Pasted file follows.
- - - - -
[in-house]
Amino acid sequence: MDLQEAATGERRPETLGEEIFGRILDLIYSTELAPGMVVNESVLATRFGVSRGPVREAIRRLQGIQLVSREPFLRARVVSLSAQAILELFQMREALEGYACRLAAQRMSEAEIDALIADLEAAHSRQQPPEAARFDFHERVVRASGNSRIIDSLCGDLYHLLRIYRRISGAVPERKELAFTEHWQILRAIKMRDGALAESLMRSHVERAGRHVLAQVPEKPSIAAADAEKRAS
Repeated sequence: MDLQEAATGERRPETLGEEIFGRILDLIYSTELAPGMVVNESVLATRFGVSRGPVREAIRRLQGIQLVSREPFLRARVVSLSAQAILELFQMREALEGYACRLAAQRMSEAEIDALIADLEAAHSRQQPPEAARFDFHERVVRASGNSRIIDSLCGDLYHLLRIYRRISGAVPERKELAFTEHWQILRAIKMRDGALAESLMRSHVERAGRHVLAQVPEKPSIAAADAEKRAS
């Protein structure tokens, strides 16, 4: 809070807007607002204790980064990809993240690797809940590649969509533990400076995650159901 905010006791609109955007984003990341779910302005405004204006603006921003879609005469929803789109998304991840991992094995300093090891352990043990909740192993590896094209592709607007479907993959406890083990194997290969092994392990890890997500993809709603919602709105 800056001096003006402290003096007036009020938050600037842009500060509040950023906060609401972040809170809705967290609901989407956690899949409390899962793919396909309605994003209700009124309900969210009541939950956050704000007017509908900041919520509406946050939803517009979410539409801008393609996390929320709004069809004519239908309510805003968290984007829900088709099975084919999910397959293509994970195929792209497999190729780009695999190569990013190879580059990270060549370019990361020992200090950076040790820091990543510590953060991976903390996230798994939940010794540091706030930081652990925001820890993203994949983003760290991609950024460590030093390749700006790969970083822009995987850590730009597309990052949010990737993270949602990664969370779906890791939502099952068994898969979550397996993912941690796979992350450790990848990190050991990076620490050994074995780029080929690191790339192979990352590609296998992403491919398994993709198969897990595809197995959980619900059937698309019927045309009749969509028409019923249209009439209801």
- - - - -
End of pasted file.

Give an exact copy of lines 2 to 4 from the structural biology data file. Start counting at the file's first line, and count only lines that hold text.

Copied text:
Amino acid sequence: MDLQEAATGERRPETLGEEIFGRILDLIYSTELAPGMVVNESVLATRFGVSRGPVREAIRRLQGIQLVSREPFLRARVVSLSAQAILELFQMREALEGYACRLAAQRMSEAEIDALIADLEAAHSRQQPPEAARFDFHERVVRASGNSRIIDSLCGDLYHLLRIYRRISGAVPERKELAFTEHWQILRAIKMRDGALAESLMRSHVERAGRHVLAQVPEKPSIAAADAEKRAS
Repeated sequence: MDLQEAATGERRPETLGEEIFGRILDLIYSTELAPGMVVNESVLATRFGVSRGPVREAIRRLQGIQLVSREPFLRARVVSLSAQAILELFQMREALEGYACRLAAQRMSEAEIDALIADLEAAHSRQQPPEAARFDFHERVVRASGNSRIIDSLCGDLYHLLRIYRRISGAVPERKELAFTEHWQILRAIKMRDGALAESLMRSHVERAGRHVLAQVPEKPSIAAADAEKRAS
């Protein structure tokens, strides 16, 4: 809070807007607002204790980064990809993240690797809940590649969509533990400076995650159901 905010006791609109955007984003990341779910302005405004204006603006921003879609005469929803789109998304991840991992094995300093090891352990043990909740192993590896094209592709607007479907993959406890083990194997290969092994392990890890997500993809709603919602709105 800056001096003006402290003096007036009020938050600037842009500060509040950023906060609401972040809170809705967290609901989407956690899949409390899962793919396909309605994003209700009124309900969210009541939950956050704000007017509908900041919520509406946050939803517009979410539409801008393609996390929320709004069809004519239908309510805003968290984007829900088709099975084919999910397959293509994970195929792209497999190729780009695999190569990013190879580059990270060549370019990361020992200090950076040790820091990543510590953060991976903390996230798994939940010794540091706030930081652990925001820890993203994949983003760290991609950024460590030093390749700006790969970083822009995987850590730009597309990052949010990737993270949602990664969370779906890791939502099952068994898969979550397996993912941690796979992350450790990848990190050991990076620490050994074995780029080929690191790339192979990352590609296998992403491919398994993709198969897990595809197995959980619900059937698309019927045309009749969509028409019923249209009439209801």